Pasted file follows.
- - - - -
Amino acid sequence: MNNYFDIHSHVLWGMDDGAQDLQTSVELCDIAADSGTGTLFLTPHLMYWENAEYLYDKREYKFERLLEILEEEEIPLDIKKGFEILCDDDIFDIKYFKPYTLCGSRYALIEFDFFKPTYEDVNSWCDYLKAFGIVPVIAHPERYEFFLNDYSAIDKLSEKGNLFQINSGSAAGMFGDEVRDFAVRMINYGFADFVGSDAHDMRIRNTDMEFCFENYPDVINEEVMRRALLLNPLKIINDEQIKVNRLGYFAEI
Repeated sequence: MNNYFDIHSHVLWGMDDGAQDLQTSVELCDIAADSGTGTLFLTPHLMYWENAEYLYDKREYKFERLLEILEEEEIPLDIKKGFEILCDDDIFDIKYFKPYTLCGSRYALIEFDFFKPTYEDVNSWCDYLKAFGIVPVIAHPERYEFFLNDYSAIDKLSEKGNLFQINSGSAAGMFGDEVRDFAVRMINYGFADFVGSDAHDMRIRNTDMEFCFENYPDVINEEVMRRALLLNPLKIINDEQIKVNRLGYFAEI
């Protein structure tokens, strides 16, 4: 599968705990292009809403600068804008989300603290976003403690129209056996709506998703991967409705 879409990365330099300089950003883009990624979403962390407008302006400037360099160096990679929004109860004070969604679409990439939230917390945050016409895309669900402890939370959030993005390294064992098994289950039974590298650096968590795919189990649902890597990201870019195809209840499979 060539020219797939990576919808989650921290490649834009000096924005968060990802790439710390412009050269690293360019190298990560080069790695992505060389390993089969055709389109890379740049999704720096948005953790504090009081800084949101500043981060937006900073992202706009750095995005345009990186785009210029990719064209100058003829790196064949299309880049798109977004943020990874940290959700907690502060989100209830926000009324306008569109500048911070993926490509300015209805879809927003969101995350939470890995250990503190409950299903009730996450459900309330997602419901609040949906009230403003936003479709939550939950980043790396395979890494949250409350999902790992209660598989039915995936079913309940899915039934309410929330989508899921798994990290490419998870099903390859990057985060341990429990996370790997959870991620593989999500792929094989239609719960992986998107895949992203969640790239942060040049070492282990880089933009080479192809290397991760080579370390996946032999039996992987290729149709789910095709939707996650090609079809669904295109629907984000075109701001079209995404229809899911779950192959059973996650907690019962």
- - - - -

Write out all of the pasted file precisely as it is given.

Amino acid sequence: MNNYFDIHSHVLWGMDDGAQDLQTSVELCDIAADSGTGTLFLTPHLMYWENAEYLYDKREYKFERLLEILEEEEIPLDIKKGFEILCDDDIFDIKYFKPYTLCGSRYALIEFDFFKPTYEDVNSWCDYLKAFGIVPVIAHPERYEFFLNDYSAIDKLSEKGNLFQINSGSAAGMFGDEVRDFAVRMINYGFADFVGSDAHDMRIRNTDMEFCFENYPDVINEEVMRRALLLNPLKIINDEQIKVNRLGYFAEI
Repeated sequence: MNNYFDIHSHVLWGMDDGAQDLQTSVELCDIAADSGTGTLFLTPHLMYWENAEYLYDKREYKFERLLEILEEEEIPLDIKKGFEILCDDDIFDIKYFKPYTLCGSRYALIEFDFFKPTYEDVNSWCDYLKAFGIVPVIAHPERYEFFLNDYSAIDKLSEKGNLFQINSGSAAGMFGDEVRDFAVRMINYGFADFVGSDAHDMRIRNTDMEFCFENYPDVINEEVMRRALLLNPLKIINDEQIKVNRLGYFAEI
């Protein structure tokens, strides 16, 4: 599968705990292009809403600068804008989300603290976003403690129209056996709506998703991967409705 879409990365330099300089950003883009990624979403962390407008302006400037360099160096990679929004109860004070969604679409990439939230917390945050016409895309669900402890939370959030993005390294064992098994289950039974590298650096968590795919189990649902890597990201870019195809209840499979 060539020219797939990576919808989650921290490649834009000096924005968060990802790439710390412009050269690293360019190298990560080069790695992505060389390993089969055709389109890379740049999704720096948005953790504090009081800084949101500043981060937006900073992202706009750095995005345009990186785009210029990719064209100058003829790196064949299309880049798109977004943020990874940290959700907690502060989100209830926000009324306008569109500048911070993926490509300015209805879809927003969101995350939470890995250990503190409950299903009730996450459900309330997602419901609040949906009230403003936003479709939550939950980043790396395979890494949250409350999902790992209660598989039915995936079913309940899915039934309410929330989508899921798994990290490419998870099903390859990057985060341990429990996370790997959870991620593989999500792929094989239609719960992986998107895949992203969640790239942060040049070492282990880089933009080479192809290397991760080579370390996946032999039996992987290729149709789910095709939707996650090609079809669904295109629907984000075109701001079209995404229809899911779950192959059973996650907690019962």